Podcast creators can charge whatever they please, with the minimum subscription fee being $0.49 per month. Apple takes 30 percent of that amount for the first year, but if a subscriber remains active beyond 12 months, Apple switches to taking just 15 percent of that subscription fee.
Fortunately, Apple doesn’t have any rules against additional ways to monetize podcasts that offer these subscriptions, such as asking listeners to also back a Patreon.
When you subscribe to a podcast, its show page will have a “Subscriber Edition” label on it. You can also trial subscriptions to participating podcasts to see if they’re worth actually paying for. The length of time these trial subscriptions last varies, but it seems to usually be a few days or as long as a week.
Channels are basically podcast bundles curated by someone. Channels aren’t limited to podcasts using Apple’s new subscriptions offerings, though. When you follow more than one channel, a new “My Channels” section will appear in the Listen Now tab of the Podcasts app. Initiating a paid subscription to a channel gives you subscriber status with all its member podcasts.
Podcasts Subscriptions will be available in 170 countries and regions on devices running iOS 14.6, iPadOS 14.6, and macOS 11.4 or later.
A new Windows visual refresh, code-named Sun Valley. is on the way this summer. Until recently, we’ve assumed that this update would simply bring a new look for Windows 10 21H2—the major release of Windows 10 in the second half of 2021—but new information in the form of posted end-of-life (EOL) dates for Windows 10 and a leaked screenshot of something purporting to be “Windows 11 Pro” heavily imply that serious changes are on the way.
Windows 10 EOL in 2025
Rumors of Sun Valley being “Windows 11” have been circulating for months—but until recently, we didn’t put much stock in them. Windows 10 was intended to be Windows as a Service—a radical departure from the prior era of new, major Windows releases every three years or so. It seemed likely that Sun Valley’s “sweeping visual rejuvenation” would result in Windows 10 21H2 looking very different from Windows 10 21H1. Why fix what’s not broken?
The first strong indication that bigger things may be coming landed last week from a Microsoft-published EOL notice for Windows 10. “Windows 10 Home and Pro”—no codenames, no minor version numbers—is now listed as retiring on October 14, 2025. “Retiring” is a part of the Modern Lifecycle Policy and means that the retired product leaves support entirely; this does not follow the old Fixed Lifecycle Policy with “mainstream” and “extended” support. Retired is retired—hit the pasture.
As Windows Central points out, the retirement date isn’t entirely a new phenomenon—Microsoft initially launched the operating system with “mainstream support” through October 2020 and “extended support” through October 2025, the same five-/10-year-support period it provides for server and enterprise operating systems. What has changed is the way Microsoft talks about that end of support—there was no retirement date for Windows 10 as a whole shown on the home-and-pro life cycle page until recently.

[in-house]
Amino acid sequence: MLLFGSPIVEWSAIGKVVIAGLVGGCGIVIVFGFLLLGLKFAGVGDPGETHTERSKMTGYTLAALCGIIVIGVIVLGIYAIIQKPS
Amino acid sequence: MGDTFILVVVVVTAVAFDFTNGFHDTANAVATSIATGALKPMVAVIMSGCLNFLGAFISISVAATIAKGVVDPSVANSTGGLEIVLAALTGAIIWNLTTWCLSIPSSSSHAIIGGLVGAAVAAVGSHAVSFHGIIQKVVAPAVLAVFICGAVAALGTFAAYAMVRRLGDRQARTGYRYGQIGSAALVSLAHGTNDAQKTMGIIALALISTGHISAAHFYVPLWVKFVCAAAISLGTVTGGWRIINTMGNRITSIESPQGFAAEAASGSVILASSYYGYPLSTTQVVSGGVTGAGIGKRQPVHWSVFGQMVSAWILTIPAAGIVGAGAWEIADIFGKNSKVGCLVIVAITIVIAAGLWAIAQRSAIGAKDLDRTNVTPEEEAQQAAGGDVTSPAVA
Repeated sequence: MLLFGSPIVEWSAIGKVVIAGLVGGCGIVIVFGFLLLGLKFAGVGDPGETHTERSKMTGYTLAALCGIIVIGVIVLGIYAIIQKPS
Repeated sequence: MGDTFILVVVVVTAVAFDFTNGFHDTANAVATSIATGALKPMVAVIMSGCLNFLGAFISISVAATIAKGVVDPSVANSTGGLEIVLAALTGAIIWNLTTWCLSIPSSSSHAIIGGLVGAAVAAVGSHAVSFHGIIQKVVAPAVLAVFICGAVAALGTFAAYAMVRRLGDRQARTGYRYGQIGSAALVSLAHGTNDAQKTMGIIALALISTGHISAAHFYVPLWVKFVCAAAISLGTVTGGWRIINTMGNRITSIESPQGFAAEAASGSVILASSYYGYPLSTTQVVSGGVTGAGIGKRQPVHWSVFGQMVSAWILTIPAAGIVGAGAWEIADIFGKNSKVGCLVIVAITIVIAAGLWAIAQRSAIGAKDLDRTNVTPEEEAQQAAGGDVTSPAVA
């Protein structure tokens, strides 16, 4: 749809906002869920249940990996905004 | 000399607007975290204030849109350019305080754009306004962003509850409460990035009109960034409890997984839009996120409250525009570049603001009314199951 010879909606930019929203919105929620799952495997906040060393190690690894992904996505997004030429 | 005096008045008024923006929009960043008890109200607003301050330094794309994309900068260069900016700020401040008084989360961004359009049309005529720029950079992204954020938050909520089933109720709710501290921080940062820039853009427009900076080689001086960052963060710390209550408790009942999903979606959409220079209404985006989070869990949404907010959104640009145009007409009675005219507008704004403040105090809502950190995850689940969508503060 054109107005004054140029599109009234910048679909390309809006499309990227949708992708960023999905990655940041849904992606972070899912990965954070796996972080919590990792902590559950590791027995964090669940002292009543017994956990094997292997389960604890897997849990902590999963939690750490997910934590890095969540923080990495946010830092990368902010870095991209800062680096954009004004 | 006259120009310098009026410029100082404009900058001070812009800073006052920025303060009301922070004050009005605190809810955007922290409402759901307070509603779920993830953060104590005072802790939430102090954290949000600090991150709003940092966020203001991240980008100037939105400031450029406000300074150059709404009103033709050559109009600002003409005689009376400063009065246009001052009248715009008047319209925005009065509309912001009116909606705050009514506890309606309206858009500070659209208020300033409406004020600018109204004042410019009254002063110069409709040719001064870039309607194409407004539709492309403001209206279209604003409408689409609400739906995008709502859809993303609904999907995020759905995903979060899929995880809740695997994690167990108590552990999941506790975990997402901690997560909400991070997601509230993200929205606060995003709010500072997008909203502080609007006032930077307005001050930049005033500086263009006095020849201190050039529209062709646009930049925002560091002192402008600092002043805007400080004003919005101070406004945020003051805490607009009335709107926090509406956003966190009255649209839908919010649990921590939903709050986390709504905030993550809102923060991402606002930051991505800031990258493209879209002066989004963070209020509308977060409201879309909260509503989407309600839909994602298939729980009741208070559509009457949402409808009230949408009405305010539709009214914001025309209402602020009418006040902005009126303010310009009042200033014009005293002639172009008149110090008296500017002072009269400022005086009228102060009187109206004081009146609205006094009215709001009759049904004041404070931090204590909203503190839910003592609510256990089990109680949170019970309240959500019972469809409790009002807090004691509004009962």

There isn’t any real question about the end of life at this point—Microsoft has published it, and we have no reason to think it won’t happen. The interesting questions revolve around what comes next and when it will happen.
Windows 11 in 2021?
We’ve been seeing rumors about Sun Valley being a new Windows 11 for a few months—and until Microsoft posted a fresh EOL for Windows 10, we were skeptical. Windows 10 has been touted as “Windows as a Service” with no real expiration date for some time now, and there was no real reason to expect anything different.
The end-of-life date for Windows 10 as an entire operating system changes that—and it’s backed up by leaked screenshots of a Windows build claiming to be “Windows 11 Pro” which showed up today on Baidu. The new build is visually similar to the canceled Windows 10X, and its screenshots appear legitimate. (The Verge says it can “confirm they are genuine,” with no details as to how.)
What does a new version of Windows mean for me?
For now, it’s unclear what a new “Windows 11” means for end users—there are no guarantees that existing Windows 10 licenses will allow the use of Windows 11, let alone an in-place upgrade. We also have no concrete idea about when new releases of Windows 10 will cease, when the first Windows 11 will be available, or what costs will be.
We do have an educated guess or two, though—Microsoft’s generous upgrade policies from Windows 7 to Windows 10 (you can still upgrade for free today!) strongly imply a similar policy for 11, which Microsoft will presumably be keen to get users on. We also don’t expect under-the-hood changes as sweeping as the ones which took place between 7 and 10. In all likelihood, in-place upgrades will be available.
We’d also like to point out that the consumer support cycle for Windows 10 is short. For example, Windows 10 21H1—the most current build—is only supported through December 2022. That’s a roughly 18-month lifecycle, and there are no extended support policies for consumer Windows anymore. When it leaves support, you’re expected to upgrade to the next version if you want to continue getting support and bugfixes.
We may or may not see a Windows 10 21H2 or even a Windows 10 22H1. But we don’t expect to see a new Windows 10 build past 2023 at the latest since that would imply the need to support 10 past its October 2025 retirement date.
More details are on the way
If you find the lack of concrete detail here frustrating, you’re not alone. Fortunately, the wait won’t be long—Microsoft’s What’s Next for Windows digital event is coming June 24, and we expect plenty of screenshots, news, and more detailed upgrade guidance at that time.